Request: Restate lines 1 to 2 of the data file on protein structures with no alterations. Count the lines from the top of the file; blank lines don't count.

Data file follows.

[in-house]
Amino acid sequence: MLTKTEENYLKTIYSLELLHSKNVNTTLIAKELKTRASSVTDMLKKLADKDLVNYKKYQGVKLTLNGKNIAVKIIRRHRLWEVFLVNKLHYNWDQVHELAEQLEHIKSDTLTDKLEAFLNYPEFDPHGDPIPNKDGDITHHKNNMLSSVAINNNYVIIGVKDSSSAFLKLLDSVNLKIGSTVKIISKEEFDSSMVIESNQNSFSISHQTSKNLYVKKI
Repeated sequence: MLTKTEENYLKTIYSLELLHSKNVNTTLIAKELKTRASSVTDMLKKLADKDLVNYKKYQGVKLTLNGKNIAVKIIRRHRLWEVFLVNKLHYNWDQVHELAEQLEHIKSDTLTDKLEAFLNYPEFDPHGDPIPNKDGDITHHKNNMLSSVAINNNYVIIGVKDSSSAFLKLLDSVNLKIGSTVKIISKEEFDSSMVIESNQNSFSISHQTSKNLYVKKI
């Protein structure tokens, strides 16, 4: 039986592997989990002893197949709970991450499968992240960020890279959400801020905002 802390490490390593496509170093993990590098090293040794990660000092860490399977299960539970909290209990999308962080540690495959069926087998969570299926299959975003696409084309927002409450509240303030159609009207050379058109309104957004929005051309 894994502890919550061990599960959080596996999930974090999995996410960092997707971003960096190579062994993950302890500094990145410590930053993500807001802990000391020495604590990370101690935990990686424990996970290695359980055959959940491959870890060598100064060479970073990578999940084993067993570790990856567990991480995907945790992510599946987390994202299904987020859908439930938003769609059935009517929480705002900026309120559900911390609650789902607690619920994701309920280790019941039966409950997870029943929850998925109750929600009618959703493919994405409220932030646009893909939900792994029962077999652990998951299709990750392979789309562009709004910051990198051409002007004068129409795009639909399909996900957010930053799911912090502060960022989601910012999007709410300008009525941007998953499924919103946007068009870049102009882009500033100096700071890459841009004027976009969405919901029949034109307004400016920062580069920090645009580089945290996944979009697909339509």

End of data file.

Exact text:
[in-house]
Amino acid sequence: MLTKTEENYLKTIYSLELLHSKNVNTTLIAKELKTRASSVTDMLKKLADKDLVNYKKYQGVKLTLNGKNIAVKIIRRHRLWEVFLVNKLHYNWDQVHELAEQLEHIKSDTLTDKLEAFLNYPEFDPHGDPIPNKDGDITHHKNNMLSSVAINNNYVIIGVKDSSSAFLKLLDSVNLKIGSTVKIISKEEFDSSMVIESNQNSFSISHQTSKNLYVKKI